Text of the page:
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As lemma 6 on p.44 of Dixmier's book on Von Neumann algebras, he states that if $A$ is a *-algebra (i.e. possibly without identity, not necessarily closed in any topology) of operators in $B(H)$ such that the closed subspace of $H$ generated by the images of the elements of $A$ is actually all of $H$, then $A'' \subset \bar A$ where the closure is in the ultraweak topology. I was hoping someone would help me to prove this, because I believe the book's proof is wrong. What he ends up doing is showing that for every $S \in A''$, $\epsilon>0$ and every $f \in V$ where $V$ is the set of seminorms that generates the ultrastrong topology, there exists $T$ so that $f(T-S)< \epsilon$. But this is insufficient. I need there to be an entire net of $T$s that depends only on $f$. Can someone either give a new argument or explain why the given argument is sufficient? Thanks.

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Well, the set $V$ of seminorms is directed, right? So there's your net. –  t.b. Jul 18 '12 at 4:22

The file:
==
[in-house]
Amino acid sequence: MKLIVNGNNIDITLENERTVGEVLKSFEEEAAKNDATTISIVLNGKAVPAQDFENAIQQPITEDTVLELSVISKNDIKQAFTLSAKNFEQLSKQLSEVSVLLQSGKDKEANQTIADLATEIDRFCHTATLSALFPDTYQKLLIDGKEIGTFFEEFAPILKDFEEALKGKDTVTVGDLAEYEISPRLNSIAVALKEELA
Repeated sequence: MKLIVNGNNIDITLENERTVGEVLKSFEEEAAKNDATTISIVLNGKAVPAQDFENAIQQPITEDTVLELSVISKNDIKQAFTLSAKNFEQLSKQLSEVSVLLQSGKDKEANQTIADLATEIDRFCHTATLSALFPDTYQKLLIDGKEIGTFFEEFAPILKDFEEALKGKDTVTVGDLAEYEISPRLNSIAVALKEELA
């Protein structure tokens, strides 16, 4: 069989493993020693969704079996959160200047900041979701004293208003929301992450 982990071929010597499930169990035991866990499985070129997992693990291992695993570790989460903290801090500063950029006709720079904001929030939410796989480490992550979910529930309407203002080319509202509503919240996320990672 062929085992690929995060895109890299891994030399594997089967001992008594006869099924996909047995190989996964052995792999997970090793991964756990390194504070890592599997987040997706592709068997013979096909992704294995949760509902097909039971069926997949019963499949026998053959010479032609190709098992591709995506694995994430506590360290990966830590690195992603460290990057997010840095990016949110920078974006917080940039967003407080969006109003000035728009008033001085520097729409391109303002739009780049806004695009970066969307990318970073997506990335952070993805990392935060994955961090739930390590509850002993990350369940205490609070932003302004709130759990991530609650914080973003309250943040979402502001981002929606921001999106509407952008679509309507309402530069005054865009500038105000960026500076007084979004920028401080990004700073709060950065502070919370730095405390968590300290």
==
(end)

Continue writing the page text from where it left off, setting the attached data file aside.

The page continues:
It's indexed by the elements of the countable direct sum of H. I don't see how these form a net. Also, I can't say I understand what construction of a net you are suggesting here. This isn't like sequences, where the analogous fact let's me "choose one for $\epsilon$, then $\epsilon/2$ etc." EDIT: Those are two separate concerns btw. –  Jeff Jul 18 '12 at 5:12
    
There are many ways to get a net out of this argument. The way I was suggesting is: The set $V$ is partially ordered by $f \leq g$ if $f(T) \leq g(T)$ for all $T$. If $f,g \in V$ then $h(T) = f(T) + g(T)$ is in $V$ and dominates both $f$ and $g$. For each $f \in V$ pick $T_f$ such that $f(T_f - S) \lt 1$. Then $(T_f)_{f \in V}$ is a net converging to $S$ (since $f \in V$ implies $f/\varepsilon \in V$), so it suffices to show that for every $f$ and every $\varepsilon$ you can find $T$ such that $f(T - S) \lt \varepsilon$ which seems to be what Dixmier is doing. –  t.b. Jul 18 '12 at 7:29
    
So yes, in a way this is exactly like sequences... See also here. –  t.b. Jul 18 '12 at 7:30
    
Thank you, this answers my question. –  Jeff Jul 19 '12 at 0:31

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